Good Fruit Grower

September 2013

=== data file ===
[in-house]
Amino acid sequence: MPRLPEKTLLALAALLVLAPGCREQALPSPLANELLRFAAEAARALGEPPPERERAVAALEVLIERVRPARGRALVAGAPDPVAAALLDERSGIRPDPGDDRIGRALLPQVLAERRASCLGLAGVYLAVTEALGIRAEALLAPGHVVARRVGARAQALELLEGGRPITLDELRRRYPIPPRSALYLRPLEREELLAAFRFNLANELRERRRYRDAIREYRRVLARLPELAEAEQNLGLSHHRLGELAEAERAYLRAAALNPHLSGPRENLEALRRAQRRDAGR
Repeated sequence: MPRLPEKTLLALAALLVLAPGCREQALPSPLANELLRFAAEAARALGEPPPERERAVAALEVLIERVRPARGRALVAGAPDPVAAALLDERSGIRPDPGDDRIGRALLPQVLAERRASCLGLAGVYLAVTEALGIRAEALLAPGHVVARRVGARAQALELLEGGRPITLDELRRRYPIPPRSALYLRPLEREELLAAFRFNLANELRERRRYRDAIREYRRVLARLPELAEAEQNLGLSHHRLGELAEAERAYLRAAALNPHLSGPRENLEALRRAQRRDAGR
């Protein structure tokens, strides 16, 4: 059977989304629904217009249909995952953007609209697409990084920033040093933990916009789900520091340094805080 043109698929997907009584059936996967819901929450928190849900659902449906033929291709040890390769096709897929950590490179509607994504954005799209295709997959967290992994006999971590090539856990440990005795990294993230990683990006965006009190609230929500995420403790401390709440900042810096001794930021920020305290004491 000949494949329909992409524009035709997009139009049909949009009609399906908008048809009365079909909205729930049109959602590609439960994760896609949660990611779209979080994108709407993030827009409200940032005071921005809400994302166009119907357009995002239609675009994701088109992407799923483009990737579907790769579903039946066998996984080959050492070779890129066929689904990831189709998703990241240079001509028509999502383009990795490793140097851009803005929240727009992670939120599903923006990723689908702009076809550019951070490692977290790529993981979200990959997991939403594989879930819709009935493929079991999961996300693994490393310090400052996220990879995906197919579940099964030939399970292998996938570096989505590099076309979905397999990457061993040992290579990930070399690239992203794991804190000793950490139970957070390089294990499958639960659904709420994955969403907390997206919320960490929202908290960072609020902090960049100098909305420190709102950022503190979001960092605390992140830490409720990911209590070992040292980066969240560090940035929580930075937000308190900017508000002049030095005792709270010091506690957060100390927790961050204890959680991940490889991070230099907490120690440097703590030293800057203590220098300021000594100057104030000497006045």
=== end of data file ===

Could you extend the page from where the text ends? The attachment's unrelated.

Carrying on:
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Grapes Rocks with a story DuBrul Vineyard is a geologist's dream, showcasing rocks from different eras and catastrophic events. G by Melissa Hansen eology is an important part of what makes a wine appellation unique and distinct. The Yakima Valley American Viticultural Area was influenced by several geological wonders, all which can be observed at DuBrul Vineyard. As you drive up the dirt road leading to the top of the 45-acre DuBrul Vineyard located along the eastern side of the Yakima Valley near Sunnyside, Washington, you can't miss seeing a big pile of rocks. But these aren't just any rocks. "These are rocks with a story," said Hugh Shiels, owner of DuBrul Vineyard and Côte Bonneville winery. "The rocks tell a story about the geology of the Yakima Valley AVA." The appellation, Washington State's first AVA, is —Hugh Shiels celebrating its thirtieth anniversary this year. Hugh and Kathy Shiels purchased an apple orchard in 1991 and began converting it to a vineyard the following year. The rock pile, there when they bought the land, contains the kind of rocks that excite geologists like Kevin Pogue of Whitman College's geology department. Pogue has toured the DuBrul Vineyard and combed through the "My goal is about fruit intensity." These four types of rocks found in DuBrul Vineyard each tell a different story about the region's geologic influences. rock pile to find several types of rocks, including granite and ancient quartzite, basalt, igneous rocks from the Ellensburg ormation, and others. F According to an article written by Pogue, Yakima Valley's story begins 15 million years ago when molten lava flows covered eastern Washington and solidified into a 13,000-foot blanket of basalt. The weight of the basalt depressed the Earth's surface and created the Columbia Basin. The next influence was the ancestral Columbia River. The Columbia once flowed through the Yakima Valley, depositing granitic rocks from the Canadian Rockies, igneous rocks from the Ellensburg Formation (rocks formed from Cascade volcanic ash and sediments mixed with basalt), and other rocks and sediment. The course of the river changed when tectonic upthrusts created Rattlesnake Hills and Horse Heaven Hills and diverted the Columbia River eastward to the Wallula Gap. Lastly, when Glacial Lake Missoula built up behind an ice dam some 15,000 years ago and flooded Montana, Idaho, and eastern Washington, its floodwaters backed up into the Yakima Valley and deposited more rocks and sediment. Pogue's description of Yakima Valley AVA's geologic influences can all be witnessed at DuBrul Vineyard. The basalt promontory that the vineyard is planted on, combined with the flood-borne rocks and wind-blown loess and volcanic ash, has created low-vigor soils important to premium wine grape production. World class DuBrul Vineyard, named after Shiels's wife's family, was planted in 1992 and now includes six varietals—Cabernet Franc, Cabernet auvignon, Syrah, Merlot, CharS donnay, and Riesling. About 25 percent of the fruit is used for Côte Bonneville's estate wines, the Shiels family winery. The rest is sold to more than a dozen wineries. From the vineyard's start, he envisioned a worldclass wine grape vineyard. "My goal is about fruit intensity," he explained. "I want my fruit to be intense and be made into wines that are supple, elegant, and appeal to consumers." He enlisted expert viticulturists and consultants to help him with vineyard layout, variety selection, trellis 36 SEPTEMBER 2013 Good Fruit Grower

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